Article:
The ransom note containing more details is found by launching 'WanaDecryptor.exe.' This will spawn a new program window that contains a timer, the message, and buttons used to check the payment status and decrypt the files if the payment has been verified. The authors note that victims have a limited amount of time to pay the ransom sum or they'll suffer different consequences – first, the ransom sum will be increased, and later their decryption key will be deleted. It seems like the WanaCrypt0r Ransomware's ransom sum is fixed to $300 and, naturally, the authors want the money to be transferred via Bitcoins. The ransom note features translations to several languages - Bulgarian, Chinese (Simplified), Chinese (Traditional), Croatian, Czech, Danish, Dutch, English, Filipino, Finnish, French, German, Greek, Indonesian, Italian, Japanese, Korean, Latvian, Norwegian, Polish, Portuguese, Romanian, Russian, Slovak, Spanish, Swedish, Turkish, Vietnamese.

'What Happened to My Computer?
Your important files are encrypted.
Many of your documents, photos, videos, databases and other files are no longer accessible because they have been encrypted. Maybe you are busy looking for a way to recover your files, but do not waste your time. Nobody can recover your files without our decryption service.
Can I Recover My Files?
Sure. We guarantee that you can recover all your files safely and easily. But you have not so enough time.
You can decrypt some of your files for free. Try now by clicking .
But if you want to decrypt all your files, you need to pay.
You only have 3 days to submit the payment. After that the price will be doubled.
Also, if you don’t pay in 7 days, you won’t be able to recover your files forever.
We will have free events for users who are so poor that they couldn’t pay in 6 months.
How Do I Pay?
Payment is accepted in Bitcoin only. For more information, click .
Please check the current price of Bitcoin and buy some bitcoins. For more information, click .
And send the correct amount to the address specified in this window.
After your payment, click . Best time to check: 9:00am - 11:00am GMT from Monday to Friday.
Once the payment is checked, you can start decrypting your files immediately.
If you need our assistance, send a message by clicking .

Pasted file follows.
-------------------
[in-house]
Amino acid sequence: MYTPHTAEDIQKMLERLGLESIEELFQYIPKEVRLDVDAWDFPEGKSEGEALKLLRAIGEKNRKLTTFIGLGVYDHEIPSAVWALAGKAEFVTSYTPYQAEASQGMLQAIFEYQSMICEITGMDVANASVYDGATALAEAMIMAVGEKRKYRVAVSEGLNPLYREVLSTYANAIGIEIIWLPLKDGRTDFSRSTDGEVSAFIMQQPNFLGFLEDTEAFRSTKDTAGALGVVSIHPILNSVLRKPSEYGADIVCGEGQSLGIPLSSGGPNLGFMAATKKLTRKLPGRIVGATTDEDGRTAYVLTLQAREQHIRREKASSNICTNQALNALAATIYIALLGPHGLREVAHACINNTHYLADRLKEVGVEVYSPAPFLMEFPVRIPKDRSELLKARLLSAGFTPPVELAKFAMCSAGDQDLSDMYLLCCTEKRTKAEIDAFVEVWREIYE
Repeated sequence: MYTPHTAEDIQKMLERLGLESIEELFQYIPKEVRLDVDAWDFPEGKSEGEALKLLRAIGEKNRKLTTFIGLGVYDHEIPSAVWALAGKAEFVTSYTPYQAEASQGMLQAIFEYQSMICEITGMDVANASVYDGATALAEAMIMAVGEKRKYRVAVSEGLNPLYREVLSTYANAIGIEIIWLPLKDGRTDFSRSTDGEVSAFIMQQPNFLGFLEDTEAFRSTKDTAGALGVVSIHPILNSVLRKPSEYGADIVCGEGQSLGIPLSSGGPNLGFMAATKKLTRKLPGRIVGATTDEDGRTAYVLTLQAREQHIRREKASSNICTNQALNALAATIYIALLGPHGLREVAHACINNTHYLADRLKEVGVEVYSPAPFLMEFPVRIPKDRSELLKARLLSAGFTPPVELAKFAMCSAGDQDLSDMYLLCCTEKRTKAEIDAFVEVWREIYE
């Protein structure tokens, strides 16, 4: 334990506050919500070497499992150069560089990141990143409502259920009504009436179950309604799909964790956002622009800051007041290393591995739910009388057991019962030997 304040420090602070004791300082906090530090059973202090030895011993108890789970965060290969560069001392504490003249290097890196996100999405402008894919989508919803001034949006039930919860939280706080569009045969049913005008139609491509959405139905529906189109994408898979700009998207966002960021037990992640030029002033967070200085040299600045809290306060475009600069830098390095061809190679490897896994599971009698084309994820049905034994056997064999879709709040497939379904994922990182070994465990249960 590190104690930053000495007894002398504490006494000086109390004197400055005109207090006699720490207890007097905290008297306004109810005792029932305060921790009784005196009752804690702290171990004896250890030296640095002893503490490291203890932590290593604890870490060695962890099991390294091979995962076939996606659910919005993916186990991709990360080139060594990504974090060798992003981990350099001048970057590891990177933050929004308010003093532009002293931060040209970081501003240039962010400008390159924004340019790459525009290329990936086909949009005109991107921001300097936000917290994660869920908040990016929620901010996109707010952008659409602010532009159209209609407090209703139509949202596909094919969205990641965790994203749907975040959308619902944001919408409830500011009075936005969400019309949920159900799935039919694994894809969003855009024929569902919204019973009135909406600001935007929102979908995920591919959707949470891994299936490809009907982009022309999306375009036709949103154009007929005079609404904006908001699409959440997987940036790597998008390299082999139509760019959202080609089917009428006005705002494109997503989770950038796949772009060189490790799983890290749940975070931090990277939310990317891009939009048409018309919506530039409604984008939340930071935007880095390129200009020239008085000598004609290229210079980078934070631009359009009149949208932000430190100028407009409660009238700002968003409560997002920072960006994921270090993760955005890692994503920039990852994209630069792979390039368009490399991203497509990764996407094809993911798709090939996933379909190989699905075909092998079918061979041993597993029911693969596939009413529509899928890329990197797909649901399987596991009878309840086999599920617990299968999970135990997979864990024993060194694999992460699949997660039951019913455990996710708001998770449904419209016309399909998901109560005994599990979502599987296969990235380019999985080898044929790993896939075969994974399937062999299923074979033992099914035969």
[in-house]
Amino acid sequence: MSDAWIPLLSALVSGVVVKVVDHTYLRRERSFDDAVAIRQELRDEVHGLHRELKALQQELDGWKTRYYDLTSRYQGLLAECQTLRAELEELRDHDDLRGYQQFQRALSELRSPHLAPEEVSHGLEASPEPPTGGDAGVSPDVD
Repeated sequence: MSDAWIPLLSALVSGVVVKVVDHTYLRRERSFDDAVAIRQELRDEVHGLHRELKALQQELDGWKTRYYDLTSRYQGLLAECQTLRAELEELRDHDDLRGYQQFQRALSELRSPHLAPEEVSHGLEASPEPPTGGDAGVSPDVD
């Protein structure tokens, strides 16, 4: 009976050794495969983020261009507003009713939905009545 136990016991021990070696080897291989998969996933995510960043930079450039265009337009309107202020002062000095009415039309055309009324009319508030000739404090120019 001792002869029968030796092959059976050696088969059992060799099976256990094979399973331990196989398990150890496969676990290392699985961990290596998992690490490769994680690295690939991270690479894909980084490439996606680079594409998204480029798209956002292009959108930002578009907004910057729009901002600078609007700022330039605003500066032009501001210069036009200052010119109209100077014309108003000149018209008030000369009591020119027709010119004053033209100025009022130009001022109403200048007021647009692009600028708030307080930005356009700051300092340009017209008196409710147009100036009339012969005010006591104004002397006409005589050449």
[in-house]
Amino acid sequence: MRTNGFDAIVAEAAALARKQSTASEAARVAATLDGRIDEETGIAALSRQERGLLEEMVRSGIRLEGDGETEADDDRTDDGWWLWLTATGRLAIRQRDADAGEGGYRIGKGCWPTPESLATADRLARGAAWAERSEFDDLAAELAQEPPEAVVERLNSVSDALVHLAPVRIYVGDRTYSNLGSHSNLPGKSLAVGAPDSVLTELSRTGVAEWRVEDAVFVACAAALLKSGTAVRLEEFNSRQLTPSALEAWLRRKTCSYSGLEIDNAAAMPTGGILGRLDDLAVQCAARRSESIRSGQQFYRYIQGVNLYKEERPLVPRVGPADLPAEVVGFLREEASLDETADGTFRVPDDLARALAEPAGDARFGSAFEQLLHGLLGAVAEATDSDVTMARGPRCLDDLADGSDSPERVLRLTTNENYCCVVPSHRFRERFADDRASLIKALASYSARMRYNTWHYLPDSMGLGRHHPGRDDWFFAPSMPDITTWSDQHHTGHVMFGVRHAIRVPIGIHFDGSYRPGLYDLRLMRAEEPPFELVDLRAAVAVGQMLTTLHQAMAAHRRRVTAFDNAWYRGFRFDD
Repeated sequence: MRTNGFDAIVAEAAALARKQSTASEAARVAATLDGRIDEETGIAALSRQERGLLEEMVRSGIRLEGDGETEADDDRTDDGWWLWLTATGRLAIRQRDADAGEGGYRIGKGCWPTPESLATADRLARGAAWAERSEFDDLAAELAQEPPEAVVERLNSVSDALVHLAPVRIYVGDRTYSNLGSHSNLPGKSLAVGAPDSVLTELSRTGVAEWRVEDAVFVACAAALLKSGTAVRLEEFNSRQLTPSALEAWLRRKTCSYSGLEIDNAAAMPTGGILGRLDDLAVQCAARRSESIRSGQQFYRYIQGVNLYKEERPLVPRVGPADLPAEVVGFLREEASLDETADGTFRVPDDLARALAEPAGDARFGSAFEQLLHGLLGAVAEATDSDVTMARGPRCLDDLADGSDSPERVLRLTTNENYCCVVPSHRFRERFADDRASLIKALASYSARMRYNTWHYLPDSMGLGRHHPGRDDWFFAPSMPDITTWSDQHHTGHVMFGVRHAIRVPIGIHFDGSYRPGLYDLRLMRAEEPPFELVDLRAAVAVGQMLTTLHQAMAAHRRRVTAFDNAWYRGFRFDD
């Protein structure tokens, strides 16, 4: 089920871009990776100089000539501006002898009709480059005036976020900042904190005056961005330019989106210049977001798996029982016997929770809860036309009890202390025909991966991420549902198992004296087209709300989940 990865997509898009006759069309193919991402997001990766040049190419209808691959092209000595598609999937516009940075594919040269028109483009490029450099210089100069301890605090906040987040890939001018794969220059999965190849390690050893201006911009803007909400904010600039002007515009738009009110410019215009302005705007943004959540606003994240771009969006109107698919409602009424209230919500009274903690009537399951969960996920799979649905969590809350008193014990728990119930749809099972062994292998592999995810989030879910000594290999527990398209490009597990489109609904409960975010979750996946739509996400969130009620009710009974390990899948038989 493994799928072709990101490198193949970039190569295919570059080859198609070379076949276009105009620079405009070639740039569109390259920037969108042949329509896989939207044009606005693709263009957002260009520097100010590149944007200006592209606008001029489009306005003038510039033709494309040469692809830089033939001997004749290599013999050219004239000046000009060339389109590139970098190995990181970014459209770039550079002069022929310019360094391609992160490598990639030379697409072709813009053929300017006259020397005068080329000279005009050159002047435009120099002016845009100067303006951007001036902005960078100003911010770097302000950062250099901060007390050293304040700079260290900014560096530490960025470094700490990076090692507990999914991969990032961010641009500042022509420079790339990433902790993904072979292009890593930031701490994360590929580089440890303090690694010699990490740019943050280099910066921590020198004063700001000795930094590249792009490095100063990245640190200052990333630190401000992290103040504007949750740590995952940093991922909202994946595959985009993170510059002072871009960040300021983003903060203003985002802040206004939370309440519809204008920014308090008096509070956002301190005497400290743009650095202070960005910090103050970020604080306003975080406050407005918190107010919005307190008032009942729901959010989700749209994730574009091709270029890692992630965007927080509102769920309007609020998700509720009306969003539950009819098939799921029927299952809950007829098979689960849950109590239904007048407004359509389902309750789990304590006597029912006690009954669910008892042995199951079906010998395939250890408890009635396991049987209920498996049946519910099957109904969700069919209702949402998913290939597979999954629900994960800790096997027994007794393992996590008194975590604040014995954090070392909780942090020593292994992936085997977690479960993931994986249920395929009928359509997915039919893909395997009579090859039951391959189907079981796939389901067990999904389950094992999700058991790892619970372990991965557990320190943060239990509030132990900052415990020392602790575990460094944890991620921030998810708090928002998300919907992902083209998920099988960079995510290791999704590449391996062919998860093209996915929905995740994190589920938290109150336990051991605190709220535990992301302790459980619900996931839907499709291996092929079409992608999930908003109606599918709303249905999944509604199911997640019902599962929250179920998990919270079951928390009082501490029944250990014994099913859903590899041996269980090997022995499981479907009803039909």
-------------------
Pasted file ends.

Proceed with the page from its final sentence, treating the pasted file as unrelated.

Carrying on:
We strongly recommend you to not remove this software, and disable your antivirus for a while, until you pay and the payment gets processed. If your anti-virus gets updated and removes this software automatically, it will not be able to recover your files even if you pay!'

The authors of the WanaCrypt0r Ransomware are probably aware how powerful their crypto-threat is, and that's why they've added several additional features to ensure that attacks will inflict the maximum amount of damage. When launched, the WanaCrypt0r Ransomware will execute several commands, which aim to terminate processes related to popular database servers. This way, the database files will not be locked, and the WanaCrypt0r Ransomware will be able to access and encrypt their contents. In addition to this, the WanaCrypt0r Ransomware will attempt to wipe the Shadow Volume Copies, but this might not always work successfully so that some victims might be able to recover from the attack partially via the Shadow Volume Copies.

Paying the ransom sum that the WanaCrypt0r Ransomware demands is not advised, because the money might be used to fund future projects of the hacking group, therefore making it more likely that you'll end up meeting another one of their sinister cyber threats. The best way to counter threats like the WanaCrypt0r Ransomware is to make sure that they never have a chance to get to your files. In the case of the WanaCrypt0r Ransomware, the best thing to do is to keep your anti-virus software active and updated, as well as to apply the latest security updates for your operating system.